Genetic engineering gave us COVID vaccines. Here’s how they work, and why you shouldn’t be frightened

Credit: Getty Images
Credit: Getty Images
We’ve all heard the conspiracy theories about COVID-19. Now a whole new set is emerging around COVID vaccines — and spreading as virulently as the pandemic they are meant to control.

Though the public health community tends to resort to reassurances about some of the more reasonable concerns — yes, the vaccines have been developed incredibly quickly and short-term side effects can occur —  this post aims to do something different.

We’re going right to the heart of the matter. So no, COVID-19 vaccines aren’t delivery vehicles for government microchips. They aren’t tainted by material from aborted fetuses. And they won’t turn us into GMOs — though some of them do use genetic engineering, and all of them use genetics more broadly.

We think this is way cool — something to celebrate, not shy away from. So, we’re doing the deep reveal on exactly how genetics and biotechnology have been a central component of the vaccine effort. Because we know the conspiracists don’t care about evidence, anyway.

mRNA — BioNTech/Pfizer and Moderna vaccines

First up: mRNA. It won’t reprogram your brain. But it does reprogram some of your cells, in a manner of speaking. And that’s not a defect — it’s intentional.

To get your head around this you need to understand what mRNA is for. Basically, it’s a single-stranded nucleic acid molecule that carries a genetic sequence from the DNA in the cell’s nucleus into the protein factories — called ribosomes — that sit outside the nucleus in the cellular cytoplasm.

That’s what the “m” in mRNA stands for: messenger. Messenger RNA just carries instructions for the assembly of proteins from the DNA template to the ribosomes. (Proteins do almost everything that matters in the body.) That’s it.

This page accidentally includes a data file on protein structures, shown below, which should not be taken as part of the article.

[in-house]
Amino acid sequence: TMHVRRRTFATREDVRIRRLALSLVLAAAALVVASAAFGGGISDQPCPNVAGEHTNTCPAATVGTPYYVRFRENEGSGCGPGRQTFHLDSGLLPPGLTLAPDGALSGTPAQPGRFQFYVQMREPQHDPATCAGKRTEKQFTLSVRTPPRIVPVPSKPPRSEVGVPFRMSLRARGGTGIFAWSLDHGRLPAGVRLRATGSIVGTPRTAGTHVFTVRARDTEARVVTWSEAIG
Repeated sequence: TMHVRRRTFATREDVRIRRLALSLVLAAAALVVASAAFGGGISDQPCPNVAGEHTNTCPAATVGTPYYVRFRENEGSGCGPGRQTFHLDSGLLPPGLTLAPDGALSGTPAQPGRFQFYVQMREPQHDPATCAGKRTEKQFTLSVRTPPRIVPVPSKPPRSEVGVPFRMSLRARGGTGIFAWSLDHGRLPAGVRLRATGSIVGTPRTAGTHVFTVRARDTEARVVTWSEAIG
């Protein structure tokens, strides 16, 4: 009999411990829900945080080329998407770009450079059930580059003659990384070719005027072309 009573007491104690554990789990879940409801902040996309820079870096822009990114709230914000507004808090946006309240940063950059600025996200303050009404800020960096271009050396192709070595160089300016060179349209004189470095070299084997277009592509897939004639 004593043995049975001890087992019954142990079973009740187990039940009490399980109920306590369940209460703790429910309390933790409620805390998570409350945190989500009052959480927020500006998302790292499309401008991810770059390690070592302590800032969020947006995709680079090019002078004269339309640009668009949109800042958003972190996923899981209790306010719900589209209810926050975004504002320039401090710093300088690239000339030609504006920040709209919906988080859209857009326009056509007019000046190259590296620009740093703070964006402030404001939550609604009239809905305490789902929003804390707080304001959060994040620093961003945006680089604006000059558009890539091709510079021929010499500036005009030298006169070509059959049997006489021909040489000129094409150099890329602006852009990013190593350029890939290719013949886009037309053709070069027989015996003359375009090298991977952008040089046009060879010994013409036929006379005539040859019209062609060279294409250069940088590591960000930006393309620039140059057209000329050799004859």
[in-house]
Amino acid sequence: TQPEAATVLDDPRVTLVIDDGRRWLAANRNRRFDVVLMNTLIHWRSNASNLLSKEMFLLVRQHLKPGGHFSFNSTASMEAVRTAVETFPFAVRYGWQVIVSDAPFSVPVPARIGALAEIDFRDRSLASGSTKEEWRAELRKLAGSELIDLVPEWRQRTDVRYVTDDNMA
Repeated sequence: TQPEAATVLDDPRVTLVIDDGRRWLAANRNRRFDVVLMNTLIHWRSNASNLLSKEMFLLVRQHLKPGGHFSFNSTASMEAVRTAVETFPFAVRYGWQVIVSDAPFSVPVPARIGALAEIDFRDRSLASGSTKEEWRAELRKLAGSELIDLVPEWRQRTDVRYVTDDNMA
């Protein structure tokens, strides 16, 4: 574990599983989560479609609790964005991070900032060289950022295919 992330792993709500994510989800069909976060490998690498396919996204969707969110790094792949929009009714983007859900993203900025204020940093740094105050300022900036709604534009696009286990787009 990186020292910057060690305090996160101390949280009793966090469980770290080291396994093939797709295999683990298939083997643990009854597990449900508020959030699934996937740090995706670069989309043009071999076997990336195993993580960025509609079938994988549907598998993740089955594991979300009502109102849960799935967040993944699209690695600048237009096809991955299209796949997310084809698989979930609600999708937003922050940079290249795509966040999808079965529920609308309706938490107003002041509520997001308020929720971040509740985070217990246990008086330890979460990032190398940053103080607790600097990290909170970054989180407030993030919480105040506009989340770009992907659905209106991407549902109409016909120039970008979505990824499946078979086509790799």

This is useful for vaccines because scientists can easily reconstruct specific genetic sequences that encode for proteins that are unique to the invading virus. In the COVID case, this is the familiar spike protein that enables the coronavirus to enter human cells.

What mRNA vaccines do is prompt a few of your cells near the injection site to produce the spike protein. This then primes your immune system to build the antibodies and T-cells that will fight off the real coronavirus infection when it comes.

It’s not hugely different from how traditional vaccines work. But instead of injecting a weakened live or killed virus, the mRNA approach trains your immune system directly with a single protein.

Contrary to assertions made by the crazies, it won’t turn you or anyone else into a GMO. mRNA stays in the cytoplasm, where the ribosomes are. It does not enter the nucleus and cannot interact with your DNA or cause any changes to the genome. No Frankencure here, either.

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A variant of the mRNA approach is to go one step back in the process and construct a vaccine platform out of DNA instead. This DNA template — constructed by scientists to encode for the coronavirus spike protein — gets into cells where it is read into mRNA and… well the rest is the same.